On Saturday there was a report from last year’s WOMEX in Budapest and then a Welcome Reception. On Sunday, there was a keynote speech by music critic Paul Fisher from the UK whose Far Side Music activities have helped greatly in raising awareness of Asian music in the West. It was several years since Paul and I last met in London so it was good to be able to meet and talk with him again. This was followed by a presentation session by producers and promoters from South Korea, China, Mongolia, Taiwan and Hong Kong.

Kachimba4 at the showcase

Kachimba4 at the showcase

The showcase which followed was spread across the two venues of Sakurazaka Theatre and Sakurazaka Central. The music covered a wide variety of genres, some of these directly connected with Okinawan roots and others much less so. The artists appearing were Kachimba4, Sakishima Meeting, Chihiro Kamiya, Maltese Rock, Awich, Hirara, the you, Black Wax, and MKR Project.

Between us Paul and I managed to see at least something of all the artists with much hopping to and fro between venues. I was especially impressed with Chihiro Kamiya who performed an immaculate set which balanced some of her own compositions with several wonderful versions of traditional Okinawan songs. She has matured and developed tremendously since I first listened to her several years ago.

Chihiro Kamiya

Chihiro Kamiya



Also worthy of special mention was Hirara, a singer and sanshin player from the Miyako Islands. In complete musical contrast the charismatic poet and rapper Awich was stunningly good with a powerful set accompanied by an electric band. MKR Project’s experimental blending of disparate elements was compelling again, and the evening was rounded off with a show by the energetic Kachimba4. Their music is almost entirely influenced by Cuba rather than Okinawa but they were very well received by an enthusiastic audience.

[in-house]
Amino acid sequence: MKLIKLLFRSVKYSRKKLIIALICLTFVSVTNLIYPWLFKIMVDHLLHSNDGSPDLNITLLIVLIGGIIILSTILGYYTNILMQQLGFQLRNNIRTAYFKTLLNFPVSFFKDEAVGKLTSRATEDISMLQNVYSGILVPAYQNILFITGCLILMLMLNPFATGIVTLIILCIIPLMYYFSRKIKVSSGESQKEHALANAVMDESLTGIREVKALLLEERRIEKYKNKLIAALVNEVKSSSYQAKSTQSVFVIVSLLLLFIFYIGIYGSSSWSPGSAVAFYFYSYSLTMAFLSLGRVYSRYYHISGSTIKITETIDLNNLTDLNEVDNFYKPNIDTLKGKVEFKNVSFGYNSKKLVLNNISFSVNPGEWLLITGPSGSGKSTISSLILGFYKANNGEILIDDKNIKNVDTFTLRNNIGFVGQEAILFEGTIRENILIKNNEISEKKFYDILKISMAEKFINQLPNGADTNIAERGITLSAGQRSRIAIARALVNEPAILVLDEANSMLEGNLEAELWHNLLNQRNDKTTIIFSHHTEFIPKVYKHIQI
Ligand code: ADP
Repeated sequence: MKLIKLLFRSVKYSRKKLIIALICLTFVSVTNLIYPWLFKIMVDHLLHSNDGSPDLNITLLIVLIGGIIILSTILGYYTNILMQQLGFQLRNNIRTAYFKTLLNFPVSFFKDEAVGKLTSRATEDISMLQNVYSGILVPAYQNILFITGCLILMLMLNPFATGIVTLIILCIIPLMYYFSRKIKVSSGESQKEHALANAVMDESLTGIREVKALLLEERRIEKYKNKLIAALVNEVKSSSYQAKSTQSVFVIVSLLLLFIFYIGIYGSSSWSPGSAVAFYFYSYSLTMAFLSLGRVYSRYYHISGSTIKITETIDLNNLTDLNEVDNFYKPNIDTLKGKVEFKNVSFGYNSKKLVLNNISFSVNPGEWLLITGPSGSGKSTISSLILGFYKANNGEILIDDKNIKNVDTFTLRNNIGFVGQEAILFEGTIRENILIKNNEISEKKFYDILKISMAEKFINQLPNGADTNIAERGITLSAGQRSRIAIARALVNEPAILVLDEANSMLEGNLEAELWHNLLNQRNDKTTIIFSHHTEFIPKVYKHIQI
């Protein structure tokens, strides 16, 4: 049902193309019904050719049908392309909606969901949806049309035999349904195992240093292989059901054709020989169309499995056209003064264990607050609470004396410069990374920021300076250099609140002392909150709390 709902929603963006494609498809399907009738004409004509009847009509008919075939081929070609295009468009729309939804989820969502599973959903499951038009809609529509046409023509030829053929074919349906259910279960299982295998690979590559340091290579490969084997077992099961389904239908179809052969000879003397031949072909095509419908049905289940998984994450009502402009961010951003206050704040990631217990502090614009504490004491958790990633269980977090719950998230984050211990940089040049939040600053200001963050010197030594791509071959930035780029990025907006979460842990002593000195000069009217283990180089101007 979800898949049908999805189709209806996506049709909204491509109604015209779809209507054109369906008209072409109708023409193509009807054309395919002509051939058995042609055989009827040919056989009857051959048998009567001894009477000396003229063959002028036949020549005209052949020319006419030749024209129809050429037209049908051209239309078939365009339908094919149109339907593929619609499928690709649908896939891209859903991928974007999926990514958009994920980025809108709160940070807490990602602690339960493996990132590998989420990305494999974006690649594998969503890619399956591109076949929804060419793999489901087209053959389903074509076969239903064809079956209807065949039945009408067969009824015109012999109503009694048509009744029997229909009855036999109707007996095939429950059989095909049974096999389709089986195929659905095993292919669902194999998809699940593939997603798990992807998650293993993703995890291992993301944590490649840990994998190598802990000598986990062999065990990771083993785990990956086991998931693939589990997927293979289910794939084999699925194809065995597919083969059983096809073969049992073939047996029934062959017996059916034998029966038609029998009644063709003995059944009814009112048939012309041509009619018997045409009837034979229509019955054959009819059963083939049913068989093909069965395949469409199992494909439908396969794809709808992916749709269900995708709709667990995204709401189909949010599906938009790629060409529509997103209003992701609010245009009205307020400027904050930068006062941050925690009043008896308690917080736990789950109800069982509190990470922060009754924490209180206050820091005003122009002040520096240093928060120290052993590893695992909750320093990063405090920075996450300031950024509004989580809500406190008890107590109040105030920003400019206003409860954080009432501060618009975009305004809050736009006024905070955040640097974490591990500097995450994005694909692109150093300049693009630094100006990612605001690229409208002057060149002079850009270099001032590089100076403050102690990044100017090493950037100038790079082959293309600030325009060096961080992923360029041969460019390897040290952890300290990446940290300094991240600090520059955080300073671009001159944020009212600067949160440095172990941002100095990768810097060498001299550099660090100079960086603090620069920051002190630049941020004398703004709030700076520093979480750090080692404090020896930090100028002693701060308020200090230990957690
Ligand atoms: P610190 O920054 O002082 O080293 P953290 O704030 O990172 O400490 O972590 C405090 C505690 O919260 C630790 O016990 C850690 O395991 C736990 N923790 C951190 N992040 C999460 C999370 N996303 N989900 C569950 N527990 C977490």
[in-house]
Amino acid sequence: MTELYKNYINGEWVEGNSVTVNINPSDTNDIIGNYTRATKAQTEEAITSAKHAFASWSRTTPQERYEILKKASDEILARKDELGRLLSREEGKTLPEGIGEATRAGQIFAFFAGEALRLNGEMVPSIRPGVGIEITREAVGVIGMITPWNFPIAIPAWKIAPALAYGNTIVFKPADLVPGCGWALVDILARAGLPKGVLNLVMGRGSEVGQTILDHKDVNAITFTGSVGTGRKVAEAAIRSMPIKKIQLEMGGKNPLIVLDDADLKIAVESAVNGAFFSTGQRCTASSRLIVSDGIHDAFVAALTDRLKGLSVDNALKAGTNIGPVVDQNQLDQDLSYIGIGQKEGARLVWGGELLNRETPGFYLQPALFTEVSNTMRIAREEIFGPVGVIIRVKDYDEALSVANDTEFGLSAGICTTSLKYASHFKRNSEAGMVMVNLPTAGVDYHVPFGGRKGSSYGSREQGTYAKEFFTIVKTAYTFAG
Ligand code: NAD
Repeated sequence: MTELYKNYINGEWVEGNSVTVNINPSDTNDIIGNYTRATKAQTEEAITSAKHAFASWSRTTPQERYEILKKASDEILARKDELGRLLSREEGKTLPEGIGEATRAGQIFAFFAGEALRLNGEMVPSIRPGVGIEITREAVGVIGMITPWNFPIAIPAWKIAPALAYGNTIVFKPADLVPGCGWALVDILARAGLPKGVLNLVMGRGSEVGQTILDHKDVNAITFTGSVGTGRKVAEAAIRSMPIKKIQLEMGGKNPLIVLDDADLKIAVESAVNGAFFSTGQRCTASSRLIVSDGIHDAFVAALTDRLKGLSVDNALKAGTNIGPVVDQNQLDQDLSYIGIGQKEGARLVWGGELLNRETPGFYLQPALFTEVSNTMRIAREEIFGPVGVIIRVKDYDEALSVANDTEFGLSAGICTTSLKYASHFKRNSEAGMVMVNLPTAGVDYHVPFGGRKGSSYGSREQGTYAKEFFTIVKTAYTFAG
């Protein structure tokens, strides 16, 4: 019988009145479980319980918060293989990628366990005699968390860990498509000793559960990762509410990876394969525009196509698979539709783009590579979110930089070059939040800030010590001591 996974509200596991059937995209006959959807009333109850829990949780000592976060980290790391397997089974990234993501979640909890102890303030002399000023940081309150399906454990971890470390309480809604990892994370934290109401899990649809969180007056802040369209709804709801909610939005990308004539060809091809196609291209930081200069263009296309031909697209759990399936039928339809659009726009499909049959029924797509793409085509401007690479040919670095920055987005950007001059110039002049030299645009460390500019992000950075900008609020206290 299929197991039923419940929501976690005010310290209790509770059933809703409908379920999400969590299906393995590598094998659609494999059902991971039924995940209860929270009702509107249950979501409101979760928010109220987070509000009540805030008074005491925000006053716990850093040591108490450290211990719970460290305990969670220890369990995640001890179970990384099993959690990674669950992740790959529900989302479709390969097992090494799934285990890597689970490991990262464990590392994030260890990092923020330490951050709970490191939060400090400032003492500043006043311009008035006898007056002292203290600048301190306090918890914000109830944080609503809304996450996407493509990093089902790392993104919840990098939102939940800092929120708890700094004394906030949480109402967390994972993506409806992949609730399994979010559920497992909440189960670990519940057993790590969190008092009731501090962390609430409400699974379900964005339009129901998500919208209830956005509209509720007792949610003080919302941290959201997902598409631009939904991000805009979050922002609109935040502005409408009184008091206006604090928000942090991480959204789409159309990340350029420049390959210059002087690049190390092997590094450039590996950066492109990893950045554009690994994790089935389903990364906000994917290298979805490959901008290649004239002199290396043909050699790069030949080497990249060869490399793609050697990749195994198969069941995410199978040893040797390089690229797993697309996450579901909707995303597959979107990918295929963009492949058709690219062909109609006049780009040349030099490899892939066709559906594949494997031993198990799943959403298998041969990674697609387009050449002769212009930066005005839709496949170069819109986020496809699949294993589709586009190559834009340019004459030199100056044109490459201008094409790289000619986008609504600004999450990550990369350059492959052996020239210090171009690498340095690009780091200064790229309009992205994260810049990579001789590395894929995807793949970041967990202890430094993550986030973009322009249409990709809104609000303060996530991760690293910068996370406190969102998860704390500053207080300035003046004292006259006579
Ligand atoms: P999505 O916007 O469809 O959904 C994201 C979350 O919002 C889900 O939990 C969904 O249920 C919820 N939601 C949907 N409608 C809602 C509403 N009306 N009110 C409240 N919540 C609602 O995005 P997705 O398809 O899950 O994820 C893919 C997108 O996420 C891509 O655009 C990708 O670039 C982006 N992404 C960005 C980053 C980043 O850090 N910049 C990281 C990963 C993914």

MKR Project in Naha

Posted January 25, 2016 by powerofokinawa
Categories: Live in Okinawa

Last Friday the Okinawa-based trio MKR Project gave a live show at Sound M’s in Naha. The trio comprise singer and sanshin player Mutsumi Aragaki, bassist Ken Sakamoto and drummer Rob Goodman. They have yet to make an album but Mutsumi Aragaki was featured with two tracks on the Music from Okinawa CD which was presented last year to delegates at the WOMEX event in Budapest.

This was a fine performance in front of a small but appreciative audience. One hesitates to use the word ‘fusion’ which is an overused and rather maligned term nowadays but this really does describe what they do as they fuse together elements of Okinawan traditional music with original songs, jazz, funk, African and more. This could result in a bit of a mess but what they came up with on Friday evening was thoroughly enjoyable and at times groundbreaking.

MKR Project at Sound M's

MKR Project at Sound M’s

The main focus of the trio is Aragaki who has a strong voice and is an adaptable and imaginative sanshin player. Her own song ‘Spinnin’ Around’ was one of the highlights and she seems equally at home singing in Japanese or English often in the same song. Sakamoto and Goodman are also accomplished musicians and their different musical interests and backgrounds are all given space within this framework.

The versions of some old Okinawan songs were equally compelling. Their take on ‘Kagiyadefu’ completely reworks this standard piece and even features a rap by Goodman. Not everything works as well and sometimes they are a bit rough around the edges. But this is still very much a work in progress and it will be fascinating to see where it goes. MKR Project are establishing themselves on the Okinawan music scene and there isn’t anyone else doing quite what they do.